I don’t think its a surprise to a lot of our readers but Wired magazine did a story on the Internet being more popular than cable tv by subscriber count. This does not seem to be distressing to the major cable companies as they are all deeply ingrained with the Internet. The margins for broadband are also greater than they are for cable tv so this is another bonus.
Of course as more people want their entertainment on demand, whenever and wherever it is only logical the Internet will overshadow straight cable viewing. The other thing is the cost, I know Comcast just raised my cable another $10 and I have no idea why the hell I am paying what I am paying. The cost is just not sensible for what I watch and what I don’t watch. Cable companies still resist going to an ala carte model, I have read many articles why they claim they can’t, still people (not myself) who don’t like sports and wish there was no ESPN in their plan, cannot have it their way. So many of those people have found ala carte by spending much less with a few subscriptions. Those who left cable have a Netflix, Amazon Prime and Hulu Plus monthly bill which is far less than cable. It will be interesting to see how this plays out over the long run. It will not be all sunshine for the Internet-based services as the cost to acquire content goes up, these companies are also spending more time and money on their own original programming. Successful original programming not found on the big networks will lead to an even bigger success for these companies as they will control everything from licensing, merchandising, etc…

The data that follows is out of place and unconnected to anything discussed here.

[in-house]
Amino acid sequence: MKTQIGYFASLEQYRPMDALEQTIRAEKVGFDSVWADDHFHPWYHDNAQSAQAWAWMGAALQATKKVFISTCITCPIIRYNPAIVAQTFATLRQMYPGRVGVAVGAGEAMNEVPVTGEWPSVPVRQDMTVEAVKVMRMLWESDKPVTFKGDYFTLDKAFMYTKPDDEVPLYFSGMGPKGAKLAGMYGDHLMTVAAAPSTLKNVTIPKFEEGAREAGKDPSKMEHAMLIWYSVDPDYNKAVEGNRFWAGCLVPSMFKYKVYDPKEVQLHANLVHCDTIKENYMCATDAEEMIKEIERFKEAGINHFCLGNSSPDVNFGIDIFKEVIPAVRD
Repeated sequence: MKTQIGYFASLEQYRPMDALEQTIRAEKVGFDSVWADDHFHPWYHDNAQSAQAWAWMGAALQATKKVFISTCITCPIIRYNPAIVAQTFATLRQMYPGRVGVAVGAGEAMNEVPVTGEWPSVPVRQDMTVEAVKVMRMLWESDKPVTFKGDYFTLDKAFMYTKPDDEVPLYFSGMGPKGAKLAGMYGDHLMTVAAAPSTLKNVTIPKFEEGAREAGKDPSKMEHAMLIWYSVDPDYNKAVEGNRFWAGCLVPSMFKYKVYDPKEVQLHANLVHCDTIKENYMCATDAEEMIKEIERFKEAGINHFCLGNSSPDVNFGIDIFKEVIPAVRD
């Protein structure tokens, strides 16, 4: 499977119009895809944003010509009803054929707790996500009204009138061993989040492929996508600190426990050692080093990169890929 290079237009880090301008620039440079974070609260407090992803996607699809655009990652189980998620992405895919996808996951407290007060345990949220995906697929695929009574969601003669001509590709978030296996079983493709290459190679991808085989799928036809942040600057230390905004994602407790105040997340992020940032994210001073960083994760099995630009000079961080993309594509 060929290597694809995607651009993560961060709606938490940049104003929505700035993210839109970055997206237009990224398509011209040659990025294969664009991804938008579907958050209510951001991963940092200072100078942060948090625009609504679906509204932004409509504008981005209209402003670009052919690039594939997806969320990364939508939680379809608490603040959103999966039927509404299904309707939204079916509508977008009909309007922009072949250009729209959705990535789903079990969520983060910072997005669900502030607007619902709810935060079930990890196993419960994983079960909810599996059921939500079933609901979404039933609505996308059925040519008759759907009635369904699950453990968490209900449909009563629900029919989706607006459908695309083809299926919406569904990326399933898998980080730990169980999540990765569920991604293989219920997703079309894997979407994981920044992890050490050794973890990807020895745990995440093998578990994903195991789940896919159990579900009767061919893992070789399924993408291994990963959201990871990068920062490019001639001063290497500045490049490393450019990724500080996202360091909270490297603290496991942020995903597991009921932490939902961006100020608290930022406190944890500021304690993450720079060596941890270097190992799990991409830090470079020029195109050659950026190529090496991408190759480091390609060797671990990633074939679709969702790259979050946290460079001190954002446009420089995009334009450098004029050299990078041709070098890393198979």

From the article:
For the first time, the number of broadband subscribers with the major U.S. cable companies exceeded the number of cable subscribers, the Leichtman Research Group reported today. Among other things, these figures suggest the industry is now misnamed. Evidently these are broadband companies that offer cable on the side.
To be sure, the difference is minimal: 49,915,000 broadband subscribers versus 49,910,000 cable subscribers. But even assuming a huge overlap in those numbers from customers who have both, the primacy of broadband demonstrates a shift in consumer priorities. Nearly all the major cable companies added broadband subscribers over the past quarter, for a total of nearly 380,000 new signups. Cable subscribers don’t have to worry about TV as they know it going away any time soon. But cable is on its way to becoming secondary, the “nice to have” compared to the necessity of having broadband access.
Read the full article here